One of these makers is Jessie Garcia, founder of Tozuda, a head trauma impact sensor that helps with concussion awareness. She joined NextFab as a member in 2016, and was one of the pilot members of the RAPID Accelerator Program.

“If you know one machine, you can make money off of that, and that’s a really great livelihood and a skill set that you could repeat over and over,” Garcia said. “So, I really think it’s not only empowering like, ‘Hey, I can make this,’ but, ‘Hey, I can make a living off of this.”

Gear at NextFab.

Gear at NextFab. (Courtesy photo)

As for the next 10 years, Malone said that this shift toward helping local artisans commercialize their products is where he sees the company heading — especially considering its move away from education after many local schools began creating makerspaces of their own and inviting access to technology such as 3D printers.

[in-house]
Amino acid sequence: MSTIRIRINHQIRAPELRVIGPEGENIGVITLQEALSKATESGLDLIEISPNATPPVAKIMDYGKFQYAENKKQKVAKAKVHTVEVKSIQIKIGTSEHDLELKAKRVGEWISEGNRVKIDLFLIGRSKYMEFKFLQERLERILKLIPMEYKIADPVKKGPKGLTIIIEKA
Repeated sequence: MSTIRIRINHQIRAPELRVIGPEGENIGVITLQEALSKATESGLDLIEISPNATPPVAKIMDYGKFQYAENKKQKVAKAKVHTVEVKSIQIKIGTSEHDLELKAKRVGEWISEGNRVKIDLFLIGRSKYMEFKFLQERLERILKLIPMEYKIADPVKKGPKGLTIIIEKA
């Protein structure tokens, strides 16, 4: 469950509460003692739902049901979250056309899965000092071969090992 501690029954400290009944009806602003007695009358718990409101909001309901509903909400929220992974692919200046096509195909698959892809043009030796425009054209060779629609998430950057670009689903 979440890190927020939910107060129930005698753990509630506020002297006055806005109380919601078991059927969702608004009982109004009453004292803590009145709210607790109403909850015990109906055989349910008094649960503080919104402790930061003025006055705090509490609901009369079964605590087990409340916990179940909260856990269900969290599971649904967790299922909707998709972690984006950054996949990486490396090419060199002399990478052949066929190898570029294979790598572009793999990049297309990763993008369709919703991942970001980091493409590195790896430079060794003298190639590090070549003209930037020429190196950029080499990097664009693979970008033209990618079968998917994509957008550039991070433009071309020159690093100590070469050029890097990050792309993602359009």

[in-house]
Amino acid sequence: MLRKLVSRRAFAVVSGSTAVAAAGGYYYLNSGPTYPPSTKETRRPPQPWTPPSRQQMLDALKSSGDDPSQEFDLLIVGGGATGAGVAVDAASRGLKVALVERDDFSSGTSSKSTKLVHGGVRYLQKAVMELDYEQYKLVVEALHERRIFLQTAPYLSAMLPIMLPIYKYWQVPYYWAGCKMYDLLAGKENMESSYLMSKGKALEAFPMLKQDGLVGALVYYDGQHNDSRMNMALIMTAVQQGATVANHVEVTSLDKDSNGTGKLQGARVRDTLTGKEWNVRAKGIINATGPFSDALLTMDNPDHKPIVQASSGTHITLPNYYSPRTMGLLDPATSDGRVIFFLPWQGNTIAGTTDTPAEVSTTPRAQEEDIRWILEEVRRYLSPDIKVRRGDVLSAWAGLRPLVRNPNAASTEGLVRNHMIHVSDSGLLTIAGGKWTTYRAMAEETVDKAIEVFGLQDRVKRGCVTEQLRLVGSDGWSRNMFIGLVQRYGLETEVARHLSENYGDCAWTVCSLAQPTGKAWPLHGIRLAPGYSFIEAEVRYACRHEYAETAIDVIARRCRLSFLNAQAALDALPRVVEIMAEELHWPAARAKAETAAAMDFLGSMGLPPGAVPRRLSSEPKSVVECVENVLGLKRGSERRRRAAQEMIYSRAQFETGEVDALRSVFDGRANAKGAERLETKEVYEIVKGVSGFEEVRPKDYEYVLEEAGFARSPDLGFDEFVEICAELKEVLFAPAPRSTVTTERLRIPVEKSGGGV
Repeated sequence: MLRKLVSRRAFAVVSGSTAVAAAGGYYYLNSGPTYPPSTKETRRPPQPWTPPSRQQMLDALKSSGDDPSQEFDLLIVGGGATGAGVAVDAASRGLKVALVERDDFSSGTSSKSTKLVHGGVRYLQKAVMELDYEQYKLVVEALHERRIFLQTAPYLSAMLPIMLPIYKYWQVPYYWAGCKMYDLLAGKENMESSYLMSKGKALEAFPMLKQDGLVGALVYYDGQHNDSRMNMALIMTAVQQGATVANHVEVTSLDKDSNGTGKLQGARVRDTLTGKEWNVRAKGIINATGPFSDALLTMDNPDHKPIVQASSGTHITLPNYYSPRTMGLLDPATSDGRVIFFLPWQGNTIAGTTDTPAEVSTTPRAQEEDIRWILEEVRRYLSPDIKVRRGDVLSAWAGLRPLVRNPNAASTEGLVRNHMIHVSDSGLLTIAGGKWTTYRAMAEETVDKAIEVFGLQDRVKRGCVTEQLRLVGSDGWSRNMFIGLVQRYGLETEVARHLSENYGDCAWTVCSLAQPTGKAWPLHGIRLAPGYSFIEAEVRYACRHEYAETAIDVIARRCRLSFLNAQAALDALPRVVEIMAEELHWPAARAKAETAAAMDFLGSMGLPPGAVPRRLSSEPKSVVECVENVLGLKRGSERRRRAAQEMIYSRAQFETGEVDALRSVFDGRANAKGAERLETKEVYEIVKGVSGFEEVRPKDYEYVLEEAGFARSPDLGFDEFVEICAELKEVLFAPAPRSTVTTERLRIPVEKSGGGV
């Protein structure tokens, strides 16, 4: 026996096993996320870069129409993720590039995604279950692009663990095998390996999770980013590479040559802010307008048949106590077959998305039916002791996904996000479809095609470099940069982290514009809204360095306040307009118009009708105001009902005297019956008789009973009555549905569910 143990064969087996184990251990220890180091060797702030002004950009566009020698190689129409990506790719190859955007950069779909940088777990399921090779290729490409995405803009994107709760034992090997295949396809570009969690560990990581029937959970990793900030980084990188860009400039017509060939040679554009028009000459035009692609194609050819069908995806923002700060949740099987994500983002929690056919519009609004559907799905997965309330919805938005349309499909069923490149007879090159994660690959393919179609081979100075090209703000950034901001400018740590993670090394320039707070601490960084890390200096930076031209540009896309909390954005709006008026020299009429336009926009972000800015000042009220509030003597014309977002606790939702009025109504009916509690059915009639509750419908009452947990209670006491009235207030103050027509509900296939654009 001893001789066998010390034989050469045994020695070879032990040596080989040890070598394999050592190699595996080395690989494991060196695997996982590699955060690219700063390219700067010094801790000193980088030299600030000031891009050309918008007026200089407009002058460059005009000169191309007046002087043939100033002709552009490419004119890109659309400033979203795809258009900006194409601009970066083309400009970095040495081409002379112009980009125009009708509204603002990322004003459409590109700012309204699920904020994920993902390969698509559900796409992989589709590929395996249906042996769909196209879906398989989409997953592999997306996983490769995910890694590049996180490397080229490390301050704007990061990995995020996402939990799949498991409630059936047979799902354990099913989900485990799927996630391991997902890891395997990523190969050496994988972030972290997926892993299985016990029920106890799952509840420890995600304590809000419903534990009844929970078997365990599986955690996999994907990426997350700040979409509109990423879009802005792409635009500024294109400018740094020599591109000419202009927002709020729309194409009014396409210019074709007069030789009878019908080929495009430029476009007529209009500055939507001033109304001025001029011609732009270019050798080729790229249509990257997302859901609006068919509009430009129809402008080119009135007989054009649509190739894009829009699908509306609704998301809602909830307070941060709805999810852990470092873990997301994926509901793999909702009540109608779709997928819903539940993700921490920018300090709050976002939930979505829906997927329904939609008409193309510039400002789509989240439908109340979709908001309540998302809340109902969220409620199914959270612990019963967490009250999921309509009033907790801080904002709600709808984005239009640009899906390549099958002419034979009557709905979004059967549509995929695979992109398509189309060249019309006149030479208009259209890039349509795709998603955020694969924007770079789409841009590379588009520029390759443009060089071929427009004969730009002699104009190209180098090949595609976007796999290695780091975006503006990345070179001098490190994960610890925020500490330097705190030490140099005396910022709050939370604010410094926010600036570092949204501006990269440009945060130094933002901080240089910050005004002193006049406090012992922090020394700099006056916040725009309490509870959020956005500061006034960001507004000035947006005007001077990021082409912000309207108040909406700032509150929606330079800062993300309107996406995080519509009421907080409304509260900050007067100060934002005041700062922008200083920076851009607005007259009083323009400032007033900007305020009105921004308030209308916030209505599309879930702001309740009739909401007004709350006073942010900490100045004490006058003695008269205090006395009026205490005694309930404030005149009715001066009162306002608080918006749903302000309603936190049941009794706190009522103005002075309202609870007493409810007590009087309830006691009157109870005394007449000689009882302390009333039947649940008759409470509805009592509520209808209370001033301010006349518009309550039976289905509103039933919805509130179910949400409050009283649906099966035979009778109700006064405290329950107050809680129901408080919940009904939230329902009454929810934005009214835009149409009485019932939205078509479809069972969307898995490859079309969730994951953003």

“We’re pivoting increasingly towards accelerator programs, helping people realize their ideas [and] turn them into practical businesses or startup companies,” he said.

Guglielmo also wants to continue the all-around support NextFab offers its members.

“As you’re putting yourself out there as somebody who makes things,” Guglielmo said, “you’ll have a folder on your desktop about all the best moments you’ve had because you’re going to get so many rejections and so many moments of feeling low.

“We’re kind of that folder for people.”

Companies: NextFab
People: Evan Malone